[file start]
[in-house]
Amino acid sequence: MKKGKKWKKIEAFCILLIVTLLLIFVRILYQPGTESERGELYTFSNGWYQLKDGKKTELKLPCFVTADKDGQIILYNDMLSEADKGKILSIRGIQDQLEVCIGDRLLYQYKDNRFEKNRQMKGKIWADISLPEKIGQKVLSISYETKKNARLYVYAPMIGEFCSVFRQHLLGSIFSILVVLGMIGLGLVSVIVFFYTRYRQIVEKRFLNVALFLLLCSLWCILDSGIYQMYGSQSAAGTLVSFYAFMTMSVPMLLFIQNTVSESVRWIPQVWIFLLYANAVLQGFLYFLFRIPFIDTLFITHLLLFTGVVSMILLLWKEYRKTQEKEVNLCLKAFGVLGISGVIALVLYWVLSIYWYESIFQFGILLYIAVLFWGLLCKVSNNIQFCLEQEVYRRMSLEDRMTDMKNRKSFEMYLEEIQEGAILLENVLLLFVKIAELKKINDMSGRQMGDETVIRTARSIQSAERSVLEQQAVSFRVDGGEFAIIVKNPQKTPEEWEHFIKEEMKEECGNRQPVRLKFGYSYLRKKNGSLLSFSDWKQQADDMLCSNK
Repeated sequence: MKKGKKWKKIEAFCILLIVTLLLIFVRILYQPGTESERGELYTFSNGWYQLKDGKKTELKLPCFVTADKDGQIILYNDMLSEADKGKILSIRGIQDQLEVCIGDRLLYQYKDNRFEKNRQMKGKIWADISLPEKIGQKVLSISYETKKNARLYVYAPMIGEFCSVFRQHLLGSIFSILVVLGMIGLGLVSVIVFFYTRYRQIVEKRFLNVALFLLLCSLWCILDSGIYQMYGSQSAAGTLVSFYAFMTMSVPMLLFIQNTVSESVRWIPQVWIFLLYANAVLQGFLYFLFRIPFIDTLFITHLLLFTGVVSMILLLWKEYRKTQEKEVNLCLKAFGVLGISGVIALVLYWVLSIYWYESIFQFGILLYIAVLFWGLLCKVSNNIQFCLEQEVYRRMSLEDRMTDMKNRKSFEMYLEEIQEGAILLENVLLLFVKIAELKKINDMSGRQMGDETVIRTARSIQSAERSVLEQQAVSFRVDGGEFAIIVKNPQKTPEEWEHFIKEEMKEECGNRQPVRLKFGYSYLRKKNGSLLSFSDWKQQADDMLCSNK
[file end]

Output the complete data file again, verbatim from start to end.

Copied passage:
[in-house]
Amino acid sequence: MKKGKKWKKIEAFCILLIVTLLLIFVRILYQPGTESERGELYTFSNGWYQLKDGKKTELKLPCFVTADKDGQIILYNDMLSEADKGKILSIRGIQDQLEVCIGDRLLYQYKDNRFEKNRQMKGKIWADISLPEKIGQKVLSISYETKKNARLYVYAPMIGEFCSVFRQHLLGSIFSILVVLGMIGLGLVSVIVFFYTRYRQIVEKRFLNVALFLLLCSLWCILDSGIYQMYGSQSAAGTLVSFYAFMTMSVPMLLFIQNTVSESVRWIPQVWIFLLYANAVLQGFLYFLFRIPFIDTLFITHLLLFTGVVSMILLLWKEYRKTQEKEVNLCLKAFGVLGISGVIALVLYWVLSIYWYESIFQFGILLYIAVLFWGLLCKVSNNIQFCLEQEVYRRMSLEDRMTDMKNRKSFEMYLEEIQEGAILLENVLLLFVKIAELKKINDMSGRQMGDETVIRTARSIQSAERSVLEQQAVSFRVDGGEFAIIVKNPQKTPEEWEHFIKEEMKEECGNRQPVRLKFGYSYLRKKNGSLLSFSDWKQQADDMLCSNK
Repeated sequence: MKKGKKWKKIEAFCILLIVTLLLIFVRILYQPGTESERGELYTFSNGWYQLKDGKKTELKLPCFVTADKDGQIILYNDMLSEADKGKILSIRGIQDQLEVCIGDRLLYQYKDNRFEKNRQMKGKIWADISLPEKIGQKVLSISYETKKNARLYVYAPMIGEFCSVFRQHLLGSIFSILVVLGMIGLGLVSVIVFFYTRYRQIVEKRFLNVALFLLLCSLWCILDSGIYQMYGSQSAAGTLVSFYAFMTMSVPMLLFIQNTVSESVRWIPQVWIFLLYANAVLQGFLYFLFRIPFIDTLFITHLLLFTGVVSMILLLWKEYRKTQEKEVNLCLKAFGVLGISGVIALVLYWVLSIYWYESIFQFGILLYIAVLFWGLLCKVSNNIQFCLEQEVYRRMSLEDRMTDMKNRKSFEMYLEEIQEGAILLENVLLLFVKIAELKKINDMSGRQMGDETVIRTARSIQSAERSVLEQQAVSFRVDGGEFAIIVKNPQKTPEEWEHFIKEEMKEECGNRQPVRLKFGYSYLRKKNGSLLSFSDWKQQADDMLCSNK